Breaking: Colin Cowherd is still saying dumb things about the “painkiller” lawsuit. He really needs to have a doctor on the show to explain to him why being a medical practitioner is not the same as being a used car salesman. Doctors are *not* responsible for everything bad that happens to patients under their care. But they do have a specific and distinct set of legal and ethical responsibilities that cannot be analogized to typical market transactions.
It’s painful to listen to Cowherd bloviate about this stuff.
By the way, Rachel Aviv recently wrote an article in the New Yorker about a Kansas doctor (sub req’d), Stephen Schneider who, along with his wife, was sentenced to thirty years in prison for negligence in the prescription of pain medications to patients he saw over many years at his Wichita clinic. The article is not a hatchet job. It details the complex issues at play, including the fact that many of Schneider’s patients – mostly working class – were suffering from chronic, debilitating pain, that many were pleading, demanding and begging for as many meds as he could prescirbe and that Schneider seems really to have wanted to have helped alleviate their suffering.
That doesn’t change the fact he had a set of responsibilities to his patients irrespective of what they did and didn’t want.
OK, enough of that.
On to my old pal, Mark Cuban. I agree with Bomani Jones (who is, among other things, an epic tweeter), that Cuban deserves credit for turning the question of prejudice on himself, rather than using Donald Sterling’s remarks as an opportunity to do what too many have done – point to the “village idiot,” as Jones put it, as a way of making us feel better about ourselves.
This is more or less what I wrote when Sterling’s conversation with Ms. Stiviano first surfaced.
Jones was also critical of one of the iconic examples of fear Cuban invoked – that of the hoodie-wearing African American male. The obvious connection to Trayvon Martin – though Cuban denied that’s who he was thinking of – prompted a lot of anger. Cuban later apologized for that part of his comments, though he stood by the larger point – that we all have prejudices or, as Mike Francesa (yes, him), lucidly put it a few weeks back, “preconceived notions.”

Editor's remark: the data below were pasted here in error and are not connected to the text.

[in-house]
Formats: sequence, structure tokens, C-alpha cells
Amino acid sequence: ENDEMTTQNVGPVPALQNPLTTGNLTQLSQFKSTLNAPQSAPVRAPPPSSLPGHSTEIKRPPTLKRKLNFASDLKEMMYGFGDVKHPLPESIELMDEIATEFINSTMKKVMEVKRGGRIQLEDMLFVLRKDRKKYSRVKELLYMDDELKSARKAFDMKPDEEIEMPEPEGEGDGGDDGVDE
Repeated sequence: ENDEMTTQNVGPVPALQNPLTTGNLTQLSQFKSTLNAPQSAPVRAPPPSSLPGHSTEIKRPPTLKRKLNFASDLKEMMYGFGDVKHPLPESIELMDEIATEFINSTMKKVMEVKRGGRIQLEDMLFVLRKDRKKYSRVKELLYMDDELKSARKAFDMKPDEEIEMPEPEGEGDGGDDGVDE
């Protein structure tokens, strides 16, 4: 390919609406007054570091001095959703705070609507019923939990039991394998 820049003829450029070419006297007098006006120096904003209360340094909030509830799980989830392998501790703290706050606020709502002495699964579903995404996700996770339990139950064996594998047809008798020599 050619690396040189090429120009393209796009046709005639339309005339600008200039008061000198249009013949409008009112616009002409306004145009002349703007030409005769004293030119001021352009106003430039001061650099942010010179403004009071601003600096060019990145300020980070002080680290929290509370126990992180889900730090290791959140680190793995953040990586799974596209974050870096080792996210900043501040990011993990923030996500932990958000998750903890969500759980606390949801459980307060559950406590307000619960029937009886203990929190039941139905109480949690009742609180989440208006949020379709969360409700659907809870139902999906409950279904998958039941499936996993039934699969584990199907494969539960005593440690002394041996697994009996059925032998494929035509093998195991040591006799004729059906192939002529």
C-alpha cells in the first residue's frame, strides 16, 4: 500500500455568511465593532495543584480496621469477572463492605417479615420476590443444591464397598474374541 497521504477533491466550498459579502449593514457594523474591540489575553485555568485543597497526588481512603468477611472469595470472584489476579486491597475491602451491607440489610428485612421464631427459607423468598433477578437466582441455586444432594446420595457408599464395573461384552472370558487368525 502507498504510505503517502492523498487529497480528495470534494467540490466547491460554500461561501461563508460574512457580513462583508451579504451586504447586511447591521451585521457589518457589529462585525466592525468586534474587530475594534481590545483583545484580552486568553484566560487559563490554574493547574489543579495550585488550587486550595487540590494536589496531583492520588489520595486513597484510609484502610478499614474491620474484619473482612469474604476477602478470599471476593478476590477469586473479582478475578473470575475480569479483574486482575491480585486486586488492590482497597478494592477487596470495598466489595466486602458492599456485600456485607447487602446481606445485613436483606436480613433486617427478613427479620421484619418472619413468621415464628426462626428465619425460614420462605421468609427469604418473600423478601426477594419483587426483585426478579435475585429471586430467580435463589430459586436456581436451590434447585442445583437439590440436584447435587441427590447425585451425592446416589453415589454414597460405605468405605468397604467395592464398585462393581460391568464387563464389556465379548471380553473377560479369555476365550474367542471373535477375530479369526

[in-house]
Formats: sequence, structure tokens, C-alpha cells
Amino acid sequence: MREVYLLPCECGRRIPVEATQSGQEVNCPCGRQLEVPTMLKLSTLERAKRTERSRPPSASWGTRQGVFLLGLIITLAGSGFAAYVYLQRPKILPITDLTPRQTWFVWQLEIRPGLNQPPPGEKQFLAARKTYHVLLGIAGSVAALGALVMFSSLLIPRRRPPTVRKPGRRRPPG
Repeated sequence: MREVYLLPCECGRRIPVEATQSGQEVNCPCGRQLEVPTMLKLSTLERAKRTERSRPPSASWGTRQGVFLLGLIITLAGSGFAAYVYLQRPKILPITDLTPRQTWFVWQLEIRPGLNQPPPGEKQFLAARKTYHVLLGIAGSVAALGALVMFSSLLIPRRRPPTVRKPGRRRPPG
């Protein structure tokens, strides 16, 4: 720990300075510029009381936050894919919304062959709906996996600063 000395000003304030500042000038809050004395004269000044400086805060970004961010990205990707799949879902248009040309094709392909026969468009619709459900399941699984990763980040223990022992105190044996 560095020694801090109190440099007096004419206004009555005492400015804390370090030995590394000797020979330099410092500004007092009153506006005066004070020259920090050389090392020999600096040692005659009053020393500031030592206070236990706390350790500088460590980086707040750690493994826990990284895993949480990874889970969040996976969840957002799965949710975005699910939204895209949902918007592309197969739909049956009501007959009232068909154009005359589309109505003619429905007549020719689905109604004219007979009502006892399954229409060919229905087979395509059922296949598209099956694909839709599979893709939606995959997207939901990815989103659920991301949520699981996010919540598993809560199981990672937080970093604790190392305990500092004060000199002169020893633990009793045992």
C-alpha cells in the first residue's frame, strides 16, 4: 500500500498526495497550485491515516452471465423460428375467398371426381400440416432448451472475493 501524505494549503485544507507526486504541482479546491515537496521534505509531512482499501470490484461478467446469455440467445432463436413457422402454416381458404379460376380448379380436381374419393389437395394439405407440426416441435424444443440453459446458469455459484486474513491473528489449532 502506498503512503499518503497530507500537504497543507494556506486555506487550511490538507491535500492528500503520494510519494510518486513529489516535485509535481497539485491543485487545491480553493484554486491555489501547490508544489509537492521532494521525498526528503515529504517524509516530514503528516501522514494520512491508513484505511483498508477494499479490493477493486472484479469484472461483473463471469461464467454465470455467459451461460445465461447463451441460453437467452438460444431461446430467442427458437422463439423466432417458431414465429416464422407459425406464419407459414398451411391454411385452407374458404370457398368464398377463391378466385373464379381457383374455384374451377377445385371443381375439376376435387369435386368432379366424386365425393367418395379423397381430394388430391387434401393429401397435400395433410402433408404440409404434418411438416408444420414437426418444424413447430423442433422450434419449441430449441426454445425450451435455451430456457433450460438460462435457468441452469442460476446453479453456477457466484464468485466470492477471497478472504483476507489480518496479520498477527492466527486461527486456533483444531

I don’t want to make this a “yes, but” comment. I really do think Cuban deserves credit for not piling on, but rather trying to think about his own culpability in a larger set of cultural attitudes that we all wrestle with, each in our own way. We could use more of that.
I did, however (a dodgy way of saying “but”) find Tom Ziller’s comments yesterday to be especially insightful. In a post appropriately titled “Mark Cuban is complicated,”Ziller recounted an episode during the 2009 playoffs when, following a Mavericks loss to the Nuggets, Cuban told Kenyon Martin’s mother that her son was a “thug” (or a “punk”).
He later apologized to K-Mart’s mother. In the heat of frustration, he didn’t approach (white) Nuggets coach George Karl to complain about the Nuggets’ roughness. He went at Martin, a tatted up black player. And he either called him a punk or agreed with a fan who called him a thug. To Martin’s mom’s face. And we all know what people really mean when they call someone a “thug” or a “punk,” or at least what the connotation is perceived to be by targets of the language.
Again, Cuban apologized, and this happened five years ago. But forgive me for being skeptical about Cuban’s claim that he’s an equal opportunity bigot. Forgive me if I see Cuban’s position — that everyone is bigoted, and that you can’t legislate stupidity — as a coded defense of white privilege to be racist. I’m not saying that Cuban is racist — not at all. But when you argue that there should not be meaningful consequences for blatant racism, you are in essence defending white privilege. That’s problematic.
I am not inside Cuban’s head, so I don’t know what he’s thinking. I take him to be earnestly wrestling with these issues. I agree with Ziller about one arguable *effect* of Cuban’s comments. I would also say, though, that being “problematic” is probably the best we can hope for in this context – especially those of us on the privileged side of white privilege – so long as we’re trying to get better. The alternative is not being a saint, which I take to be beyond human capacity. It’s being a simpleton.